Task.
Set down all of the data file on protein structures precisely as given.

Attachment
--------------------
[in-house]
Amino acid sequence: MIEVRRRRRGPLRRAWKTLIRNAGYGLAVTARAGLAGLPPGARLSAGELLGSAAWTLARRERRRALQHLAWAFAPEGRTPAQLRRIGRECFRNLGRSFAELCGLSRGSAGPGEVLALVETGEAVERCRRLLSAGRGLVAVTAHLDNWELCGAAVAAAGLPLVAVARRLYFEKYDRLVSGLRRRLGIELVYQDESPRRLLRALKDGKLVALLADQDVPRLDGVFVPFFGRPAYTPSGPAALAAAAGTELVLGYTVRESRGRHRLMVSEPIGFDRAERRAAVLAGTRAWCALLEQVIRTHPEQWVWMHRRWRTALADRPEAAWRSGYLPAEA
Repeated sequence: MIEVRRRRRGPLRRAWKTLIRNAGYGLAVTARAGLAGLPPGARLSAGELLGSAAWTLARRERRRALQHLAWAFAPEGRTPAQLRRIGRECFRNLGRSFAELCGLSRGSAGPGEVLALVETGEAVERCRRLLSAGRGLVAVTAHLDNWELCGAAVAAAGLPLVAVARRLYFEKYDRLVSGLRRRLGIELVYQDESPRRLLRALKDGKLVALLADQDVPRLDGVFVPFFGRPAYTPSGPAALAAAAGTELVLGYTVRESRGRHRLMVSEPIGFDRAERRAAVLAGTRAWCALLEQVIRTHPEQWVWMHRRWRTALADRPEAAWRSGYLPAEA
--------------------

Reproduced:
[in-house]
Amino acid sequence: MIEVRRRRRGPLRRAWKTLIRNAGYGLAVTARAGLAGLPPGARLSAGELLGSAAWTLARRERRRALQHLAWAFAPEGRTPAQLRRIGRECFRNLGRSFAELCGLSRGSAGPGEVLALVETGEAVERCRRLLSAGRGLVAVTAHLDNWELCGAAVAAAGLPLVAVARRLYFEKYDRLVSGLRRRLGIELVYQDESPRRLLRALKDGKLVALLADQDVPRLDGVFVPFFGRPAYTPSGPAALAAAAGTELVLGYTVRESRGRHRLMVSEPIGFDRAERRAAVLAGTRAWCALLEQVIRTHPEQWVWMHRRWRTALADRPEAAWRSGYLPAEA
Repeated sequence: MIEVRRRRRGPLRRAWKTLIRNAGYGLAVTARAGLAGLPPGARLSAGELLGSAAWTLARRERRRALQHLAWAFAPEGRTPAQLRRIGRECFRNLGRSFAELCGLSRGSAGPGEVLALVETGEAVERCRRLLSAGRGLVAVTAHLDNWELCGAAVAAAGLPLVAVARRLYFEKYDRLVSGLRRRLGIELVYQDESPRRLLRALKDGKLVALLADQDVPRLDGVFVPFFGRPAYTPSGPAALAAAAGTELVLGYTVRESRGRHRLMVSEPIGFDRAERRAAVLAGTRAWCALLEQVIRTHPEQWVWMHRRWRTALADRPEAAWRSGYLPAEA